Jackson County ranked ninth best out of Oregon's 36 counties when it came to recycling in 2011, according to a report from the Oregon Department of Environmental Quality.
The report shows Jackson County recycled or reused about 47.6 percent of its garbage. Of the 239,754 tons of garbage Jackson County generated last year, 99,781 tons were sorted out for recycling and reuse.
County Tons generated Tons recovered Total rate of recovery*
Lane: 485,043 269,315 61.5 percent
Marion: 432,027 236,695 60.8 percent
Metro: 2,095,613 1,117,844 59.3 percent
Linn: 155,221 76,302 55.2 percent
Josephine: 96,301 47,171 55 percent
Polk: 72,343 34,526 49.7 percent
Douglas: 129,131 55,416 48.9 percent
Coos: 76,475 36,489 47.7 percent
Jackson: 239,754 99,781 47.6 percent
Yamhill: 107,896 43,383 46.2 percent
Statewide: 4.7 million 2.3 million 52.3 percent
* Rates of recovery statewide and for Metro, Marion, Linn, Lane, Jackson, Josephine and Douglas counties included six additional percentage points in recovery credits, obtained through programs in waste prevention, home composting and reuse. Polk County had two additional percentage points from the credits, and Coos County had no recovery credits.
Denise Barnes, recycling coordinator for Rogue Disposal & Recycling, said she is proud of Jackson County's numbers and wants the area to continue improving.
"I feel like we've kind of picked the low-hanging fruit at this point," Barnes said. "Now we have to reach a little higher."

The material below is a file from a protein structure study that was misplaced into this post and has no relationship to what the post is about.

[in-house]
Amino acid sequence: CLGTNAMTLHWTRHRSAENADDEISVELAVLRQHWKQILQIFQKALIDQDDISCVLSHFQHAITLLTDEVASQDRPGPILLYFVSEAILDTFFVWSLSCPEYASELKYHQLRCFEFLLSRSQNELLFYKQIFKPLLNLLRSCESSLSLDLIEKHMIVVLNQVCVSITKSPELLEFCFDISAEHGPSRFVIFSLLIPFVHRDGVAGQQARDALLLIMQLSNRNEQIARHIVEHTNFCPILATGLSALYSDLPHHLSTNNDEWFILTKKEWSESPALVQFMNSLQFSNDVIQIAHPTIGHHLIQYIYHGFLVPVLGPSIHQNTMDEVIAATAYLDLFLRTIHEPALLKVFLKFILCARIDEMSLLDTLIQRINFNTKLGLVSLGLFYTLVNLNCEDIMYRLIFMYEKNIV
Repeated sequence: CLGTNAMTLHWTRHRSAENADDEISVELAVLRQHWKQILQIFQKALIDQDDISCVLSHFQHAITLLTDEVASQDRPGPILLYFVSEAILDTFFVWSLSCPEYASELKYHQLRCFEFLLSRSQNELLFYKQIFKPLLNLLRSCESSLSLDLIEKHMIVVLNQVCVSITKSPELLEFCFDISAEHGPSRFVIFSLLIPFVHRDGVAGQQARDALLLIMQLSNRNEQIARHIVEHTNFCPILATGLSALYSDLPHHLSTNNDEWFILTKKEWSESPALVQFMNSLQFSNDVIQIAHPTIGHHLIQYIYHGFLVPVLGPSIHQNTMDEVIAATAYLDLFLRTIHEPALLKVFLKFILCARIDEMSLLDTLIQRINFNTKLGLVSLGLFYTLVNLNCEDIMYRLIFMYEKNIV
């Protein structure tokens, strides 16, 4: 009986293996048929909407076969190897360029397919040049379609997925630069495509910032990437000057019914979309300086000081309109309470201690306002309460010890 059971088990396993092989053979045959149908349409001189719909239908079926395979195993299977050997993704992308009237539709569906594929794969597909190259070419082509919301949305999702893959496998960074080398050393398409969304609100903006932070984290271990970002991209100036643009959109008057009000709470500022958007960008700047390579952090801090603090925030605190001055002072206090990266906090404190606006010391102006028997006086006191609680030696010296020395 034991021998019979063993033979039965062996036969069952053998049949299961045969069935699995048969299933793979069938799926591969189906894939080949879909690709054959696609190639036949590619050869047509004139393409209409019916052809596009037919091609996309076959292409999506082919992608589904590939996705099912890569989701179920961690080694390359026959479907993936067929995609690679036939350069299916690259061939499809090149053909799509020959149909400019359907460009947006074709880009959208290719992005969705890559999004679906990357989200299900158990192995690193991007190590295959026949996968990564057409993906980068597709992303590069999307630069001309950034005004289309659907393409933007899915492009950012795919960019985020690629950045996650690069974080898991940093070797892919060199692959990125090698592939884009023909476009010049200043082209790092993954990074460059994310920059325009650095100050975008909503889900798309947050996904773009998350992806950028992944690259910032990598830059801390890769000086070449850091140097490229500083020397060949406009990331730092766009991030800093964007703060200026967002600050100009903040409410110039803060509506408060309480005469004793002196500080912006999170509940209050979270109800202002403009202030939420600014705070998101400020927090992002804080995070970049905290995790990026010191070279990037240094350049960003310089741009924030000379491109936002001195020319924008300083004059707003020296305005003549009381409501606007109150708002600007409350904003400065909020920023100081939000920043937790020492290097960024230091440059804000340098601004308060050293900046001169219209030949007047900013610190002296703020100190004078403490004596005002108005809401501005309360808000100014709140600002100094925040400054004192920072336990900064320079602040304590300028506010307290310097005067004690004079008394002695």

The 139,973 tons that wasn't recycled went into landfills, which was the fifth-highest tonnage in the state. That number has declined each year since 2007, when the county buried 184,062 tons.
"We've seen that number steadily decline, because it is greatly affected by our area's construction (and) remodeling business, and also our consumerism," Barnes said. "The economy has actually helped."
The county exceeded its goal of 40 percent recovery, which was set in 2009 when state legislation called for a reduction in waste disposal rates.
"We've exceeded 40 percent a couple years in a row now," Barnes said.
Barnes said the inclusion of glass on the list of materials accepted in commingled recycling containers helped the 2011 rate, and she says more improvements can be made. The lids on butter tubs, for example, cannot be recycled, even though the tubs can be, because the lids are flat and can get mixed into materials such newspapers and contaminate the batch.
"Technology is still improving. The commingled recycling is still in its infancy," Barnes said. "I see it evolving."
Rogue Disposal officials said county residents can take additional steps to boost the recovery rate.
Barnes said the biggest problem she sees is that people put materials in commingle bins they shouldn't, such as plastic shopping bags, which can contaminate a whole shipment.
"They end up at the sort facility getting tangled up in all those moving parts," Barnes said. "That is a huge contamination."
Two Southern Oregon counties, Josephine and Douglas, had better recycling rates than Jackson County, at 55 percent and 48.9 percent, respectively.
Lane County had the highest recovery rate in the state, recycling 61.5 percent of its 485,043 tons of garbage.
Wheeler County's 12.9 percent recovery rate — 61.6 tons of 479.1 tons — was the lowest.
Statewide, Oregon recovered 52.3 percent of its trash, recycling 2.3 million tons of 4.74 million tons of trash. That's the highest recovery rate since the survey began in 1992, the report says.
Reach reporter Ryan Pfeil at 541-776-4468 or email@example.com.